New research shows that maternal and infant outcomes are steadily improving at the University Teaching Hospital in Lusaka, Zambia, a hospital with which the University of North Carolina at Chapel Hill Department of Obstetrics and Gynecology has a long-standing partnership.
Bellington Vwalika, professor of obstetrics and gynecology at the University of Zambia School of Medicine and research professor of the obstetrics and gynecology department at UNC, is the lead author of the study. “Maternal and newborn outcomes at a tertiary care hospital in Lusaka, Zambia, 2008-2012” was recently published in International Journal of Gynecology and Obstetrics.
The retrospective study analyzed electronic medical record information from women delivering at the University Teaching Hospital from 2008 to 2012. The team measured trends in several key obstetric and neonatal outcomes over a five-year period.
These data showed a steady decline in the rates of maternal mortality, cesarean delivery and hemorrhage during pregnancy. Admissions to the neonatal intensive care unit also generally declined. The number of stillbirths remained relatively stable, but the team found a rise in five-minute Apgar scores above seven. Scores between seven and nine are normal and a sign that the newborn is in good health.
“We’ve seen a lot of improvements over the years. Most women are now receiving some form of prenatal care from qualified health personnel, and more women are delivering their babies in health facilities assisted by qualified health personnel,” said Vwalika. “We are pleased with these findings, particularly for maternal mortality, but continued work is still needed.”
A number of factors likely contributed to these gains. Over this period, for example, the University of Zambia received funding from the Medical Education Partnership Initiative supported by the U.S. President’s Emergency Plan for AIDS Relief and the National Institutes of Health. From 2010 to 2015, more than $10 million was invested in training health care workers and strengthening medical education systems. This included emergency obstetrics and newborn care training, clinical care audits and standardization of common practices.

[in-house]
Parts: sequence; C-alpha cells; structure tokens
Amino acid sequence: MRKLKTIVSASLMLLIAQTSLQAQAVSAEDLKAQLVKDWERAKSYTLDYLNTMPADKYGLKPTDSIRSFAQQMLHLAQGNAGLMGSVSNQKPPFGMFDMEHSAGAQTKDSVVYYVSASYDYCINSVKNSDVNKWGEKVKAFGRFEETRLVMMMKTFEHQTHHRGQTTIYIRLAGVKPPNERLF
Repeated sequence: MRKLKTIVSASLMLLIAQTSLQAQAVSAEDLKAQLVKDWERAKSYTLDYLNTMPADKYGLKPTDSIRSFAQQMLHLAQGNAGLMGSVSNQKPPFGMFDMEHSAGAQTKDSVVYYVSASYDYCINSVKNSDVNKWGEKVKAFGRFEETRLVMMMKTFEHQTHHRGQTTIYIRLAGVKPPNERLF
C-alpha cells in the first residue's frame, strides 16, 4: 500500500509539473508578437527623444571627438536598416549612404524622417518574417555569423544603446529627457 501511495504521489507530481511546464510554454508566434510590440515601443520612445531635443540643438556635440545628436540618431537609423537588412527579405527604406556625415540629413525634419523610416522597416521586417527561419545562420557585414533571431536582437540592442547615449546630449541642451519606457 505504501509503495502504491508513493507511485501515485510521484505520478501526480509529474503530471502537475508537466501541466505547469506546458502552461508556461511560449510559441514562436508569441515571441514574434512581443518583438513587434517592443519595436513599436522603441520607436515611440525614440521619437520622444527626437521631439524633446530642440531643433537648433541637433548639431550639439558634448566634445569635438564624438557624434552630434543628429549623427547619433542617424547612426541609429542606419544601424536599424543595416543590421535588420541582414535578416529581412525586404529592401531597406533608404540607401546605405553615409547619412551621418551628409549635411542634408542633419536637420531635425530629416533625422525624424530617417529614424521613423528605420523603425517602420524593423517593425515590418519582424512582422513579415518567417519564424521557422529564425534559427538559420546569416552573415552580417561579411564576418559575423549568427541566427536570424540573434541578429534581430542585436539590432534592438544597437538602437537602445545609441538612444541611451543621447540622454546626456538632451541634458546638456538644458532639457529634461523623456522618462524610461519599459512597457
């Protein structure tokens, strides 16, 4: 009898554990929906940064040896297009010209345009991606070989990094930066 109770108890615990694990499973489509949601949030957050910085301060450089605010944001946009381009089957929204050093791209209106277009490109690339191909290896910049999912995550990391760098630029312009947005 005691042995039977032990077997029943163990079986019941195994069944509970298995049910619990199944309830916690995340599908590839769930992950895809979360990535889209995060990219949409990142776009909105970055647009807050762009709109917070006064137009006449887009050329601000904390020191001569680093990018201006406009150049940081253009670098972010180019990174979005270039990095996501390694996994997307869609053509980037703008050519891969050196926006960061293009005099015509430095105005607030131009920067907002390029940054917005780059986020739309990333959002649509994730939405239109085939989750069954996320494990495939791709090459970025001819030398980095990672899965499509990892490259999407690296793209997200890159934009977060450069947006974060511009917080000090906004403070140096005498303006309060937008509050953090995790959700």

Broader government investments in health care infrastructure, including blood bank facilities and ambulances, were also important and likely contributed to these improvements as well.
Ben Chi, professor of obstetrics and gynecology at UNC, said the department was a supporting partner in these activities.
“The quality improvement efforts were developed locally by faculty and staff members,” Chi said. “These results are highly encouraging and show how new resources can go a long way in improving care for women and children.”
The authors conclude that routinely collected data can play a valuable role in ongoing program monitoring and should be used to guide quality improvement activities. However, as Vwalika emphasizes, electronic data capture faces many challenges, particularly in rural and remote settings. The health care system must also be capable of quickly responding to identified bottlenecks and gaps, all areas of emphasis for the Zambian Ministry of Health.
Authors also listed on the paper include Benjamin Chi, Elizabeth Stringer and Jeffrey Stringer, faculty at the obstetrics and gynecology department at UNC. Faculty from the obstetrics and gynecology department continue to work with the University Teaching Hospital to further strengthen health care capacity and improve clinical care.